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Is There a Relationship Between Physical Fitness and Academic Achievement? Positive Results From Public School Children in the Northeastern United States


  • This study was supported in part through the US Department of Education Carol M White Physical Education Program grant Q215F041121 to the Cambridge Public School Department.

Virginia R. Chomitz, Senior Scientist, Institute for Community Health, Lecturer on Medicine, Harvard Medical School, and Adjunct Assistant Professor, Friedman School of Nutrition Science and Policy, Tufts University, (, 163 Gore St, Cambridge, MA 02141.


OBJECTIVES:  To determine relationships between physical fitness and academic achievement in diverse, urban public school children.

METHODS:  This cross-sectional study used public school data from 2004 to 2005. Academic achievement was assessed as a passing score on Massachusetts Comprehensive Assessment System (MCAS) achievement tests in Mathematics (fourth, sixth, and eighth grade, n = 1103) and in English (fourth and seventh grade, n = 744). Fitness achievement was assessed as the number of physical fitness tests passed during physical education (PE). Multivariate logistic regression analyses were conducted to assess the probability of passing the MCAS tests, controlling for students’ weight status (BMI z score), ethnicity, gender, grade, and socioeconomic status (school lunch enrollment).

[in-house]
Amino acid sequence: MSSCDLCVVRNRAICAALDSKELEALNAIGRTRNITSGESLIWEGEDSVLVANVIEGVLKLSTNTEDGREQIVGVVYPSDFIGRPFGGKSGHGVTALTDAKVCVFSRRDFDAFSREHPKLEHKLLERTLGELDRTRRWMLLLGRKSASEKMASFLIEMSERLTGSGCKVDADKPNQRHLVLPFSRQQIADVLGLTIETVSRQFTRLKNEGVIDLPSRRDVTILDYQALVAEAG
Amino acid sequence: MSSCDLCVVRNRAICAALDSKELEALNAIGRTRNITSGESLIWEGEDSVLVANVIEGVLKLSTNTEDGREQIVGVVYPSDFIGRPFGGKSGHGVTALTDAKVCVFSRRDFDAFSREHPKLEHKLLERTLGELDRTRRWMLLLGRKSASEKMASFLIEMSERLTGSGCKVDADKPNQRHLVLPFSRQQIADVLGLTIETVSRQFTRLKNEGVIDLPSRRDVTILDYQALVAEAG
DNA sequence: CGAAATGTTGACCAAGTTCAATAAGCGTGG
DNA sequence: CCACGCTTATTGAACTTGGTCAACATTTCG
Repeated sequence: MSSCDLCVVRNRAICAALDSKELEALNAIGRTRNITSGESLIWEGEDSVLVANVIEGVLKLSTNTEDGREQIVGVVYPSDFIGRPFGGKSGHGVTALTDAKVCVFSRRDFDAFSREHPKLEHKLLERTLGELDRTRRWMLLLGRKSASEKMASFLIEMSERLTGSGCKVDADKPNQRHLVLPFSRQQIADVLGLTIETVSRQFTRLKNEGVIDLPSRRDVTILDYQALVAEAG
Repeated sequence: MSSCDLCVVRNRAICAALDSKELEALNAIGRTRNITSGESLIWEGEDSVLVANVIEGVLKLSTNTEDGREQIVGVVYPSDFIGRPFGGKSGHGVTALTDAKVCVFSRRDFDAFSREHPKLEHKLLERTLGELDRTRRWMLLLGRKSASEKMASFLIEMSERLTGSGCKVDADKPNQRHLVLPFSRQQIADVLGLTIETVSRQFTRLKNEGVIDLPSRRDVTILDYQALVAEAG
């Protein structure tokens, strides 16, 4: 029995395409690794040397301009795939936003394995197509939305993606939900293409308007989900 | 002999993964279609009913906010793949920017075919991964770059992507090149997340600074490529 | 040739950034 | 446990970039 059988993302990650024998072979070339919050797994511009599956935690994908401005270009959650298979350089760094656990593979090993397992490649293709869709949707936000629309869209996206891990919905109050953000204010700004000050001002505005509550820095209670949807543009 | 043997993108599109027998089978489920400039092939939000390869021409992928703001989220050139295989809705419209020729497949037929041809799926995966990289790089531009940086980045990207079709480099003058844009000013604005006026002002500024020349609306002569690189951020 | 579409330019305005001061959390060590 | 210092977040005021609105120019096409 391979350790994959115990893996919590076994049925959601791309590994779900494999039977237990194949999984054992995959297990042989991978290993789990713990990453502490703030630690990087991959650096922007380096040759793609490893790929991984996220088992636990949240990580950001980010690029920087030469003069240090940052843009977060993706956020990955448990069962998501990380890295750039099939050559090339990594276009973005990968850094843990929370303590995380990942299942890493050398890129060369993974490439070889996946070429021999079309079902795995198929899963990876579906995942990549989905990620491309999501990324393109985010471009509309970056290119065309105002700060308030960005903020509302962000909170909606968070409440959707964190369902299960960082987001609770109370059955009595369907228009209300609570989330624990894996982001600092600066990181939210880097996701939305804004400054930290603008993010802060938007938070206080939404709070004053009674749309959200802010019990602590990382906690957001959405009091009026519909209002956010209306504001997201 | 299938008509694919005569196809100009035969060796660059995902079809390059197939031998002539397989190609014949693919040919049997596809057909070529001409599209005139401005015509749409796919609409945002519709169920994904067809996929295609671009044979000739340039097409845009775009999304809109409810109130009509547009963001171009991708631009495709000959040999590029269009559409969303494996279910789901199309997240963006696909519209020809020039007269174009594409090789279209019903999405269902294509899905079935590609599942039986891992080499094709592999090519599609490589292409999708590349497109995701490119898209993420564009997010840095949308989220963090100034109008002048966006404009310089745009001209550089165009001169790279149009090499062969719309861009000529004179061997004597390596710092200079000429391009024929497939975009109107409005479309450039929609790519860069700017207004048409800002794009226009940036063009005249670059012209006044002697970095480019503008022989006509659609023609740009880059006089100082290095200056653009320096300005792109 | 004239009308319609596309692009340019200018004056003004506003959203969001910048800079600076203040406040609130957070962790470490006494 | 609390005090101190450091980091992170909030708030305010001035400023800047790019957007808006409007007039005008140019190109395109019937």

RESULTS:  The odds of passing both the MCAS Mathematics test and the MCAS English test increased as the number of fitness tests passed increased (p < .0001 and p < .05, respectively).

CONCLUSIONS:  Results show statistically significant relationships between fitness and academic achievement, though the direction of causation is not known. While more research is required, promoting fitness by increasing opportunities for physical activity during PE, recess, and out of school time may support academic achievement.